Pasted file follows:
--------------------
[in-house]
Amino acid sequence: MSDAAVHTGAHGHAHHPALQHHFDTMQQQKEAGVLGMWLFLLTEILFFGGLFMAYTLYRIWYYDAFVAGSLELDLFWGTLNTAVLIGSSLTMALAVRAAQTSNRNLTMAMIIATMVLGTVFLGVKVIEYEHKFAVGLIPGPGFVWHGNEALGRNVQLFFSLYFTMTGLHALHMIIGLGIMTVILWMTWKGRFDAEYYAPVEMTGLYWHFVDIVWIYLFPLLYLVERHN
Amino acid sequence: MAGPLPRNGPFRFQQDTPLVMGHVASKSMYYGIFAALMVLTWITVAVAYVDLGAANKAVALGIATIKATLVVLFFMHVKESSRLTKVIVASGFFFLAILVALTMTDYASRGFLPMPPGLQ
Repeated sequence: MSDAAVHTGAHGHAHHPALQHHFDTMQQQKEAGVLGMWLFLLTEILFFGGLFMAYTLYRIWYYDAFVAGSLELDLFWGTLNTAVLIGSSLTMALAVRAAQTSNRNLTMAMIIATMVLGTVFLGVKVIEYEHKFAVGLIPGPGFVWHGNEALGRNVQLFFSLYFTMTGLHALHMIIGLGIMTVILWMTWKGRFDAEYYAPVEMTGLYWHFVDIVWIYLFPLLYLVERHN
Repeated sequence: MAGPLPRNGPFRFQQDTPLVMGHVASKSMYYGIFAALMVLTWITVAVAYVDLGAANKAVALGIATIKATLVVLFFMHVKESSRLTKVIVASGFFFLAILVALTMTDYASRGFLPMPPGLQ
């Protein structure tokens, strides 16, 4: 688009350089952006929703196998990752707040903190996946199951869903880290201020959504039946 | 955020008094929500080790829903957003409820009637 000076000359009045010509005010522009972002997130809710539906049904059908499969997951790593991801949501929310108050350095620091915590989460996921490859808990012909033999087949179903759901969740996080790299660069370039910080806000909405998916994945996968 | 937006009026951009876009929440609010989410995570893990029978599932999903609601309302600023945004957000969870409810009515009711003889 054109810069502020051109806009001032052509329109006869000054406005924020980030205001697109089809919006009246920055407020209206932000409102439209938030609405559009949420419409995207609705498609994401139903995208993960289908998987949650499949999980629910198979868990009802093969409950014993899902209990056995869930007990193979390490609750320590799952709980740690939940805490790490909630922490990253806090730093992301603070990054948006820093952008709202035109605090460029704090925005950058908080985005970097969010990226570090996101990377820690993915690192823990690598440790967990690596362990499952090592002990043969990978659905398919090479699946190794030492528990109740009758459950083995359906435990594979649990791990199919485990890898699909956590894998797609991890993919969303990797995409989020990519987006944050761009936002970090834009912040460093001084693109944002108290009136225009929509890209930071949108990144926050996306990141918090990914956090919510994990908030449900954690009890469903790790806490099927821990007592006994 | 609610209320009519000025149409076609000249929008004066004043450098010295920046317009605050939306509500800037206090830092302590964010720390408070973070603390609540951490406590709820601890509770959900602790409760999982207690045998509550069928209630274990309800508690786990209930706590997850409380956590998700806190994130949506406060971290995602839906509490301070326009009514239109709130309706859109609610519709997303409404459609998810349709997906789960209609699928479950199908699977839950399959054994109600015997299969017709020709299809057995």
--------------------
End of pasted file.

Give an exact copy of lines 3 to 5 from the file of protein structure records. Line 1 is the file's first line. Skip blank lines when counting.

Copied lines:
Amino acid sequence: MAGPLPRNGPFRFQQDTPLVMGHVASKSMYYGIFAALMVLTWITVAVAYVDLGAANKAVALGIATIKATLVVLFFMHVKESSRLTKVIVASGFFFLAILVALTMTDYASRGFLPMPPGLQ
Repeated sequence: MSDAAVHTGAHGHAHHPALQHHFDTMQQQKEAGVLGMWLFLLTEILFFGGLFMAYTLYRIWYYDAFVAGSLELDLFWGTLNTAVLIGSSLTMALAVRAAQTSNRNLTMAMIIATMVLGTVFLGVKVIEYEHKFAVGLIPGPGFVWHGNEALGRNVQLFFSLYFTMTGLHALHMIIGLGIMTVILWMTWKGRFDAEYYAPVEMTGLYWHFVDIVWIYLFPLLYLVERHN
Repeated sequence: MAGPLPRNGPFRFQQDTPLVMGHVASKSMYYGIFAALMVLTWITVAVAYVDLGAANKAVALGIATIKATLVVLFFMHVKESSRLTKVIVASGFFFLAILVALTMTDYASRGFLPMPPGLQ